My first was a ROA followed by a Colt 1860 sometime in the early 90’s then the flood gates opened and 25 acquisitions later I’m still not satisfied. The average lower price of percussion revolvers makes it pretty easy to build a “one of each” collection. 😜
 
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Ackshually, there is torque imparted to the frame at the base of the recoil shield where it meets the frame because there is no top strap.

Just imagine how beefy the frame of an open-top revolver would be if it were chambered in a modern Magnum loading…
I’m not sure if an open top Magnum would need a significantly larger frame. Compare a standard .45 Colt blackpowder frame with Uberti’s Magnum version. The difference is mostly in the materials used. This is purely speculative but if someone wanted an open top magnum I’m sure the wedge/arbor interface could be made impervious to the battering forces they receive.

A 10 ga double is sweet but so hard to conceal….

How big a boy are you?
 
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Well, just for the sake of discussion...

I'm assuming we are limiting the discussion to cap and ball revolvers. In that case, I think I'd put my dinero on a Colt M1860 Army revolver. These are nimble and nicely balanced, with a very ergonomic grip and "pointability." They have the power of a .44 without the weight of a Dragoon. I know a solid frame with a top strap, as on the Remington and Rogers & Spencer revolvers, would be stronger, but the Colt design is strong enough, and in my opinion may be mechanically simpler and easier to maintain. Proper maintenance + good design = optimal reliability.

For what it's worth...

Notchy Bob
I notice the bad guys in the Preacher Eastwood movie mostly had prop 1860's. I love my repro R&S revolver.
 
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I’m not sure if an open top Magnum would need a significantly larger frame. Compare a standard .45 Colt blackpowder frame with Uberti’s Magnum version. The difference is mostly in the materials used. This is purely speculative but if someone wanted an open top magnum I’m sure the wedge/arbor interface could be made impervious to the battering forces they receive.



How big a boy are you?
Hard to say right now, I’m larding up fpr winter..
 
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My first was a ROA followed by a Colt 1860 sometime in the early 90’s then the flood gates opened and 25 acquisitions later I’m still not satisfied. The average lower price of percussion revolvers makes it pretty easy to build a “one of each” collection. 😜
If my wife wouldn't complain about it, I'd already have a bunch more.
 
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I’m not sure if an open top Magnum would need a significantly larger frame. Compare a standard .45 Colt blackpowder frame with Uberti’s Magnum version. The difference is mostly in the materials used. This is purely speculative but if someone wanted an open top magnum I’m sure the wedge/arbor interface could be made impervious to the battering forces they receive.
The fact that there is a removable component in the mix between where the cylinder is and the barrel means that there is a lack of rigidity. To handle high pressures, there really needs to be more rigidity than what can be provided where a wedge holds everything together.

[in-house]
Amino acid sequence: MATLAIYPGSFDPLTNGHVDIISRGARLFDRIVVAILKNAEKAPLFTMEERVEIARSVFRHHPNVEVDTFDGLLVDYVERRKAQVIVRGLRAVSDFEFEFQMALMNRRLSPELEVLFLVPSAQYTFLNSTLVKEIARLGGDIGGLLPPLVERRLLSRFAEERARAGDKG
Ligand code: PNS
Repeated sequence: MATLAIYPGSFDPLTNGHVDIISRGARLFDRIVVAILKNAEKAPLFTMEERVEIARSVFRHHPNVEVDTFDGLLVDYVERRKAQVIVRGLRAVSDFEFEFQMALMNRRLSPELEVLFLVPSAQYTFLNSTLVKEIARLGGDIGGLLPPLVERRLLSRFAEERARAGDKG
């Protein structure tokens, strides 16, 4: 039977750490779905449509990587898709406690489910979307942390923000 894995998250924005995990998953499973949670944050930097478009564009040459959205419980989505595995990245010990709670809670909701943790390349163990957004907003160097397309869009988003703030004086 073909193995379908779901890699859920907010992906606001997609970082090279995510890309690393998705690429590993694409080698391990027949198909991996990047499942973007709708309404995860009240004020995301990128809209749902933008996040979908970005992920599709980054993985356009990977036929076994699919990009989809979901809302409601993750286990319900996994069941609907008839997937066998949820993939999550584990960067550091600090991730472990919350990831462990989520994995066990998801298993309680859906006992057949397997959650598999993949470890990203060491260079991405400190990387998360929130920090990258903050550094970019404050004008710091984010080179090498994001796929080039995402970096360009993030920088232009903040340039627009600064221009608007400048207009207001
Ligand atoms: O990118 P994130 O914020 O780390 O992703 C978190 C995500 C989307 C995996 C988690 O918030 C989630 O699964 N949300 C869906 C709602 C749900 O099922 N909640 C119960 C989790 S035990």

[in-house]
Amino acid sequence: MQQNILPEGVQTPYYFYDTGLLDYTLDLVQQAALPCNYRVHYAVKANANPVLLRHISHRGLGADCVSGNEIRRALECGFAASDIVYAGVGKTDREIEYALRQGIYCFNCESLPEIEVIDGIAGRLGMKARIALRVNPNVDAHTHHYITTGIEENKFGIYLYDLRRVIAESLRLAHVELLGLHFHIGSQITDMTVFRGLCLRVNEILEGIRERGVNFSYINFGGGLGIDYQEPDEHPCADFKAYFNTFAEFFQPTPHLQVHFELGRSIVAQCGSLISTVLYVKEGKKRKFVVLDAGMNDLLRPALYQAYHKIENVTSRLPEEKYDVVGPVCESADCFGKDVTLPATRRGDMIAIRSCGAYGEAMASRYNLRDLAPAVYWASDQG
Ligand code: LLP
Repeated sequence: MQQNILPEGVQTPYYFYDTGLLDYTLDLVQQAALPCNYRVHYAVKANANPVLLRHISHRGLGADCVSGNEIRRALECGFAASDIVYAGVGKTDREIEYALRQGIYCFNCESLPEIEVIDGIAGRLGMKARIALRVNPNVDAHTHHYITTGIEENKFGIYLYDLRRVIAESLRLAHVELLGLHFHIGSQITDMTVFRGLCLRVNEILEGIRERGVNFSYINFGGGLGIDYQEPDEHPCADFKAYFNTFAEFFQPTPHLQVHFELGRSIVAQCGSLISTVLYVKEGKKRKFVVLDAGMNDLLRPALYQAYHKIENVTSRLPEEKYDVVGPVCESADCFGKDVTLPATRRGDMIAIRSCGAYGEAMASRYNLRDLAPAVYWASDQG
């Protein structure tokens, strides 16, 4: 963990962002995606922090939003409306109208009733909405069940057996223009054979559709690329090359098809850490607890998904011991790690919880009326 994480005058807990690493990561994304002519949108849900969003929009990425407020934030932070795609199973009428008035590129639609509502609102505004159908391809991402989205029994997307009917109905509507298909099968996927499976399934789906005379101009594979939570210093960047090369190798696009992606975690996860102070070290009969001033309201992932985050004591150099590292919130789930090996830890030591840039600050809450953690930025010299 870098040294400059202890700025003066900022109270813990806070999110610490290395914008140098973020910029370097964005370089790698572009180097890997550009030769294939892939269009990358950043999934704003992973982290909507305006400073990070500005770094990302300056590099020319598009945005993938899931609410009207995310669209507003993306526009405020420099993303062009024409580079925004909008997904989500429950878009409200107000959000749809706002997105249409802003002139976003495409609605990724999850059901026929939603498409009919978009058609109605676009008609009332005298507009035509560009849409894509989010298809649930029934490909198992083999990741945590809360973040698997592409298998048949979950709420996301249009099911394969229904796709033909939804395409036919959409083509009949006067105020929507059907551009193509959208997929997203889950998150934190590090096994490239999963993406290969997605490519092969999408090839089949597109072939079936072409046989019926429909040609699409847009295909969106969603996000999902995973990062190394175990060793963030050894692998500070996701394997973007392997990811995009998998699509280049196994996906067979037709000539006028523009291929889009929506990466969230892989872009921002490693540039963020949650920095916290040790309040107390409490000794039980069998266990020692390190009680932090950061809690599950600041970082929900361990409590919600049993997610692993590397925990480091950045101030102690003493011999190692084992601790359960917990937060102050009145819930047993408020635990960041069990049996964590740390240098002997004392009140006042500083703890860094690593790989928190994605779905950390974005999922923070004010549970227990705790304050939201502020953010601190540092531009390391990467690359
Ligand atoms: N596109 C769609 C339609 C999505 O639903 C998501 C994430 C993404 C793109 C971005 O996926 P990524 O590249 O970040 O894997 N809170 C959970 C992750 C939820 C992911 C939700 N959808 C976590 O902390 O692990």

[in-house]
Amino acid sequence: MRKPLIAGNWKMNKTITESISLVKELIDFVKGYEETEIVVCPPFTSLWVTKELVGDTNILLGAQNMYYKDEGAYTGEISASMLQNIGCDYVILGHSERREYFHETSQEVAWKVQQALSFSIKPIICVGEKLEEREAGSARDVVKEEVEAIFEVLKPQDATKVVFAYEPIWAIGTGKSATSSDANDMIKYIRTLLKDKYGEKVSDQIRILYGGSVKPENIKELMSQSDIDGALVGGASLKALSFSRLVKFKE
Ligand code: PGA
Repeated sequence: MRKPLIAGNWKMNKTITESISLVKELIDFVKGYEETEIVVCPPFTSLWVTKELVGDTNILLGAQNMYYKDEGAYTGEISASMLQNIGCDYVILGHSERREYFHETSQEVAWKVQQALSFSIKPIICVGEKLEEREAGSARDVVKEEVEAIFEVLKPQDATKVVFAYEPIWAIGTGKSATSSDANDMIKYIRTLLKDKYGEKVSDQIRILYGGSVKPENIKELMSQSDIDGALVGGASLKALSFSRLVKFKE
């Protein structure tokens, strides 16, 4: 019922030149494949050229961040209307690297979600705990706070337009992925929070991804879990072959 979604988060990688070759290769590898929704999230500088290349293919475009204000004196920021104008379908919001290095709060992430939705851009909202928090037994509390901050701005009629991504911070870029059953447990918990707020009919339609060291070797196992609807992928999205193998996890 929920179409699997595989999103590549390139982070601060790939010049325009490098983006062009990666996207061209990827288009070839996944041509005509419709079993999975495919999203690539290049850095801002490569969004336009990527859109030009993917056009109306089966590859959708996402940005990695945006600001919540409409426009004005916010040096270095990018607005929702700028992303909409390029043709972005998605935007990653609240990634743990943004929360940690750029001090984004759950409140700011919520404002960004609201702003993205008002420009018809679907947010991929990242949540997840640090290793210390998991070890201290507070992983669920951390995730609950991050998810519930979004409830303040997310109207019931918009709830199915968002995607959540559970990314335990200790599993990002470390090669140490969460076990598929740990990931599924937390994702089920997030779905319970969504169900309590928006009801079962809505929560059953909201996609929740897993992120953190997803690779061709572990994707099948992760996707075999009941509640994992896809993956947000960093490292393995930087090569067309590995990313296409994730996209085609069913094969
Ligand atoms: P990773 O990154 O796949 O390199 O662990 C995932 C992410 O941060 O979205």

Even the barrel, where it mounts into that lug, is supported only from the bottom. That's a lot of force being generated all from one side, which as pressures increase, would make for some interesting long-term effects, not to mention accuracy with those higher pressures.
 
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Well not saying be shifty about but it reaches a point the bride simply doesn’t know. Then again we have reached a point in life that income exceeds what’s owed. 😜
We hit that point where income exceeds debt a long time ago, but my wife gets annoyed with the space my guns and related stuff take up.

And I used the shifty method when I got my 1860 Army. I figured she wouldn't notice it was something new. She did, though. It probably had to do with the fact that my Remington is stainless, as are my unmentionable revolvers. Oops.
 

45D

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And that wedge IS a weak point in the open-top design--a weakness that doesn't exist in a top strap design.

Well, that's actually not true.
The wedge is ( becomes) an integral part when installed (driven in) as it is supposed to be. At that point it is as much arbor/barrel assy as either structure when installed.

As far as the open top being able to be a "magnum" let's consider (since we're in a "strength of " discussion) the newest Kirst cylinder for the 1860. It's in 45acp. That ammo operates around 21,000 psi which is 50% more than the long standing 45C at 14,000 psi. I was fortunate to get 1 of 5 pre production cyls a couple of months ago and the 1st to fire it. My Uberti '60 has performed perfectly for the 200 rounds put through it so far and I will say some were higher than "norm" pressure ( won't say what) . . . it was purely for testing the o.t. platform!

So, the open-top design is quite capable of handling a steady diet of 21,000 psi pressures. The wedge is perfect, the wedge slots in both the arbor and barrel assy are perfect.

Obviously the o.t. is an older design than the top strap and the Root revolver ( a Colt top strap product) predated the Remington . . . Colt dropped it and kept the o.t.!!

As far as today's S.A.'s being a Top Strap design, you might notice they are rather "substantial" in the "strap" area to handle high end pressures. It's definitely a cheaper design to produce so, that's why you see it today.

As far as what I would want "back in the day", I'd want to start with a DraGoon and a '60 !!

Mike